Aims: Therapeutic outcomes from interventions for children with unilateral cerebral palsy (UCP) are influenced by children’s engagement which may be linked to mastery motivation. This study explores expectations of children with UCP, perceptions of confidence and competence and progress in movement skills following participation in an intensive 60 hour day-camp using a magic-themed hand-arm bimanual intensive therapy (Magic-HABIT).
Methods: A mixed-methods study using semi-structured interviews, questionnaires and standardised assessments. Thematic analysis using NVivo10 identified themes regarding experiences of having a hemiplegia and expectations for therapy. Expectations for therapy will be contrasted with reported positivity (Children’s HOPE scale) and competence and worry (Children’s Hand Experience Questionnaire) and motor skill outcomes (Jebsen Taylor Test of Hand Function) following participation in Magic-HABIT.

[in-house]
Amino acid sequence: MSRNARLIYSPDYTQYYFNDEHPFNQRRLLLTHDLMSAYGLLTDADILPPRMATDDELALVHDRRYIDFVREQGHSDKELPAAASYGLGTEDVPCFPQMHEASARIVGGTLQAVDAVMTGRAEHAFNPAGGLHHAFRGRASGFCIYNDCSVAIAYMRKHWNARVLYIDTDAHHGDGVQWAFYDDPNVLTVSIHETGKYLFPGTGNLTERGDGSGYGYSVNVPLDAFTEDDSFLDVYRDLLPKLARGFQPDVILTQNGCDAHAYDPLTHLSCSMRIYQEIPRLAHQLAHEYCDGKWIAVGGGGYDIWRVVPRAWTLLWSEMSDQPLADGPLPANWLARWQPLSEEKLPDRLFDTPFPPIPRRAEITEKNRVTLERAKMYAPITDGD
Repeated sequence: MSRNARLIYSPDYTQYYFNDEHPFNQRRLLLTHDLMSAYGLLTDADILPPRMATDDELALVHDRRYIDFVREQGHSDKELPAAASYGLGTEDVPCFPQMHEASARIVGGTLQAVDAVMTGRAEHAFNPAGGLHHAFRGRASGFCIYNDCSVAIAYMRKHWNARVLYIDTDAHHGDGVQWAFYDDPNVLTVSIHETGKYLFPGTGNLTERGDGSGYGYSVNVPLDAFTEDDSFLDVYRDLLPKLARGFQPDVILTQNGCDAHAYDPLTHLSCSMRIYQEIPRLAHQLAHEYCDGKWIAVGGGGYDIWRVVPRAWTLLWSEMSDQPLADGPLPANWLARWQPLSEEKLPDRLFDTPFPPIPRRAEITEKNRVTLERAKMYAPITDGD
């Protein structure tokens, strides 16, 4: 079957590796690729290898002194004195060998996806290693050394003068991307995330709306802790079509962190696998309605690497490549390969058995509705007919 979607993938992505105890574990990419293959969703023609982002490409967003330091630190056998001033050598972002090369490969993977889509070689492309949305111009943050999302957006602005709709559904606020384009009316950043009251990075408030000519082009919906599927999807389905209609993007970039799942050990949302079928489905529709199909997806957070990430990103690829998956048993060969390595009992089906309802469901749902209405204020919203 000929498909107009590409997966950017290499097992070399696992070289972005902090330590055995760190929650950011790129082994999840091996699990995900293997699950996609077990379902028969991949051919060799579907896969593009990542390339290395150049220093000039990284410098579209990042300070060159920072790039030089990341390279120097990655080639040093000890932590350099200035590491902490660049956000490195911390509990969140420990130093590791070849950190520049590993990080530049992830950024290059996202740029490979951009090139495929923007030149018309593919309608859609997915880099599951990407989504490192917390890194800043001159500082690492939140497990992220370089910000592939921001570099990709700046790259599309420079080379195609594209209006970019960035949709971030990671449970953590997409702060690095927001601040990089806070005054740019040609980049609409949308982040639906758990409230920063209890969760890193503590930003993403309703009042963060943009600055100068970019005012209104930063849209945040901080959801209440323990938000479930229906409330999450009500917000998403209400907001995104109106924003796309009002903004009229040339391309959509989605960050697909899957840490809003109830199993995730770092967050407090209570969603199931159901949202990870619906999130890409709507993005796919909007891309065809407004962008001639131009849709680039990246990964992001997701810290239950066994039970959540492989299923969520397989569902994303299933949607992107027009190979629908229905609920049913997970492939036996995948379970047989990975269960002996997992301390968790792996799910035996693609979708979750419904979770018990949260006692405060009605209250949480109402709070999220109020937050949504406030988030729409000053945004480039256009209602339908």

Results: Data were available from 18 children with UCP and parents (12 males; mean age=8y9m,range=7yto12y). Thematic extraction to date has identified three main themes relating to skill change, social relationships, and personal sense of achievement. HOPE scores at pre-treatment correlated with positivity following treatment (r=0.53,p=0.01) but not associated with perceptions of competence nor skill nor linked to progress in motor ability. Children reported to be worried about their skills continued to be worried after treatment, despite making significant progress (r=0.716,p0.001).
Conclusion: A complex relationship between positivity and movement skill acquisition and perceptions of competence and worry is evident. Further analysis of themes emerging across the complete data set will be reported and discussed in relation to expectations and perceived and measured outcomes considered important to children and their families.